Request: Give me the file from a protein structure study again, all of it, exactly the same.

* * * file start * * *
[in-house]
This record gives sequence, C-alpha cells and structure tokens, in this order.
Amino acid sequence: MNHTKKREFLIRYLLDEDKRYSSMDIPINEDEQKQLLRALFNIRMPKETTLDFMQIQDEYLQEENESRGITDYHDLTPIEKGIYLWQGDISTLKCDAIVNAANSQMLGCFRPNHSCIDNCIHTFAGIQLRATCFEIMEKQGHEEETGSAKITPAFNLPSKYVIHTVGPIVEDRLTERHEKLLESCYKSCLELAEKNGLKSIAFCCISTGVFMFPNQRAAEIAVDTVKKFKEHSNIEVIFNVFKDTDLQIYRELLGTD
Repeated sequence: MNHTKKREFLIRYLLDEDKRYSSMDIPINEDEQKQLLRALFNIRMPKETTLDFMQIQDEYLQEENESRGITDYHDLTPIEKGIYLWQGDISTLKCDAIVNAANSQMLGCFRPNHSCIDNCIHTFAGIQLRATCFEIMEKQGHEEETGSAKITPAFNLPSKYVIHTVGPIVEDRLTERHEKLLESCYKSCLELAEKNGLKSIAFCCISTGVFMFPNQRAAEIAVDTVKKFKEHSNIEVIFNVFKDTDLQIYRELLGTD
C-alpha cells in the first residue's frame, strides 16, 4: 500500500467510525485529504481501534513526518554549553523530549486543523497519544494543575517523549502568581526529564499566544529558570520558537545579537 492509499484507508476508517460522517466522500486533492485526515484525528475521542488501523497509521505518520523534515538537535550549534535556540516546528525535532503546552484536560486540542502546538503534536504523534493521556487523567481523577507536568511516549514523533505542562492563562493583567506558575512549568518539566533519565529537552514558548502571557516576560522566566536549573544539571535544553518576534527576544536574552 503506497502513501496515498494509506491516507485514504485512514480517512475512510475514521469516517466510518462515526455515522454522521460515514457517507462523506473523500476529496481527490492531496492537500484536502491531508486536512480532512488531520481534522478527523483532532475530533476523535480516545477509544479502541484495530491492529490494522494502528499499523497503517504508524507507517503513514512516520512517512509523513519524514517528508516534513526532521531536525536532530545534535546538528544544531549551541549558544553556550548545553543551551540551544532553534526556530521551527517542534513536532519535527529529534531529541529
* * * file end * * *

[in-house]
This record gives sequence, C-alpha cells and structure tokens, in this order.
Amino acid sequence: MNHTKKREFLIRYLLDEDKRYSSMDIPINEDEQKQLLRALFNIRMPKETTLDFMQIQDEYLQEENESRGITDYHDLTPIEKGIYLWQGDISTLKCDAIVNAANSQMLGCFRPNHSCIDNCIHTFAGIQLRATCFEIMEKQGHEEETGSAKITPAFNLPSKYVIHTVGPIVEDRLTERHEKLLESCYKSCLELAEKNGLKSIAFCCISTGVFMFPNQRAAEIAVDTVKKFKEHSNIEVIFNVFKDTDLQIYRELLGTD
Repeated sequence: MNHTKKREFLIRYLLDEDKRYSSMDIPINEDEQKQLLRALFNIRMPKETTLDFMQIQDEYLQEENESRGITDYHDLTPIEKGIYLWQGDISTLKCDAIVNAANSQMLGCFRPNHSCIDNCIHTFAGIQLRATCFEIMEKQGHEEETGSAKITPAFNLPSKYVIHTVGPIVEDRLTERHEKLLESCYKSCLELAEKNGLKSIAFCCISTGVFMFPNQRAAEIAVDTVKKFKEHSNIEVIFNVFKDTDLQIYRELLGTD
C-alpha cells in the first residue's frame, strides 16, 4: 500500500467510525485529504481501534513526518554549553523530549486543523497519544494543575517523549502568581526529564499566544529558570520558537545579537 492509499484507508476508517460522517466522500486533492485526515484525528475521542488501523497509521505518520523534515538537535550549534535556540516546528525535532503546552484536560486540542502546538503534536504523534493521556487523567481523577507536568511516549514523533505542562492563562493583567506558575512549568518539566533519565529537552514558548502571557516576560522566566536549573544539571535544553518576534527576544536574552 503506497502513501496515498494509506491516507485514504485512514480517512475512510475514521469516517466510518462515526455515522454522521460515514457517507462523506473523500476529496481527490492531496492537500484536502491531508486536512480532512488531520481534522478527523483532532475530533476523535480516545477509544479502541484495530491492529490494522494502528499499523497503517504508524507507517503513514512516520512517512509523513519524514517528508516534513526532521531536525536532530545534535546538528544544531549551541549558544553556550548545553543551551540551544532553534526556530521551527517542534513536532519535527529529534531529541529